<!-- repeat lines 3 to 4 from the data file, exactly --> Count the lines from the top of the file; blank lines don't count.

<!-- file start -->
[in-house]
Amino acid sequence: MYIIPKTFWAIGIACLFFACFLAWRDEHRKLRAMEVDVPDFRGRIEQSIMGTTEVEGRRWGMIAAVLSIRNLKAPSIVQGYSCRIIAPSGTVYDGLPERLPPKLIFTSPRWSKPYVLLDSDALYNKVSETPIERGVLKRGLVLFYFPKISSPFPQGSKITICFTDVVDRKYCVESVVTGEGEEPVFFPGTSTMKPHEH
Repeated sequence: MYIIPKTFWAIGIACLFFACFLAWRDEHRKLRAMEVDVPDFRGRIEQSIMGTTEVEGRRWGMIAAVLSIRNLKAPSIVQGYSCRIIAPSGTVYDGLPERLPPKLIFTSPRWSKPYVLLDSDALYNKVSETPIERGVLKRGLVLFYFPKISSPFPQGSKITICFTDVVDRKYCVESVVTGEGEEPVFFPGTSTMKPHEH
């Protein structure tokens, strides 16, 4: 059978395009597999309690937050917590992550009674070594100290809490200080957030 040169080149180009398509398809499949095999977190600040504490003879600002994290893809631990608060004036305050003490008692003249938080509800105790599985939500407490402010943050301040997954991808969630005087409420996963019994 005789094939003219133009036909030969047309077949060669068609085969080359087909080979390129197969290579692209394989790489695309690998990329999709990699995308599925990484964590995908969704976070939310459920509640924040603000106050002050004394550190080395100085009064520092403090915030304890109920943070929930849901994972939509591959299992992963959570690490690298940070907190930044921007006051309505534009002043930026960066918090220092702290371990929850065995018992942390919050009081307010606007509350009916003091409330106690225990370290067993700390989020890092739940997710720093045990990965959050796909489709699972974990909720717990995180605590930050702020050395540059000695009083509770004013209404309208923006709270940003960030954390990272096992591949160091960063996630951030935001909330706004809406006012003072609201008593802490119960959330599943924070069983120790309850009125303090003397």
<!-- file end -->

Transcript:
Repeated sequence: MYIIPKTFWAIGIACLFFACFLAWRDEHRKLRAMEVDVPDFRGRIEQSIMGTTEVEGRRWGMIAAVLSIRNLKAPSIVQGYSCRIIAPSGTVYDGLPERLPPKLIFTSPRWSKPYVLLDSDALYNKVSETPIERGVLKRGLVLFYFPKISSPFPQGSKITICFTDVVDRKYCVESVVTGEGEEPVFFPGTSTMKPHEH
């Protein structure tokens, strides 16, 4: 059978395009597999309690937050917590992550009674070594100290809490200080957030 040169080149180009398509398809499949095999977190600040504490003879600002994290893809631990608060004036305050003490008692003249938080509800105790599985939500407490402010943050301040997954991808969630005087409420996963019994 005789094939003219133009036909030969047309077949060669068609085969080359087909080979390129197969290579692209394989790489695309690998990329999709990699995308599925990484964590995908969704976070939310459920509640924040603000106050002050004394550190080395100085009064520092403090915030304890109920943070929930849901994972939509591959299992992963959570690490690298940070907190930044921007006051309505534009002043930026960066918090220092702290371990929850065995018992942390919050009081307010606007509350009916003091409330106690225990370290067993700390989020890092739940997710720093045990990965959050796909489709699972974990909720717990995180605590930050702020050395540059000695009083509770004013209404309208923006709270940003960030954390990272096992591949160091960063996630951030935001909330706004809406006012003072609201008593802490119960959330599943924070069983120790309850009125303090003397």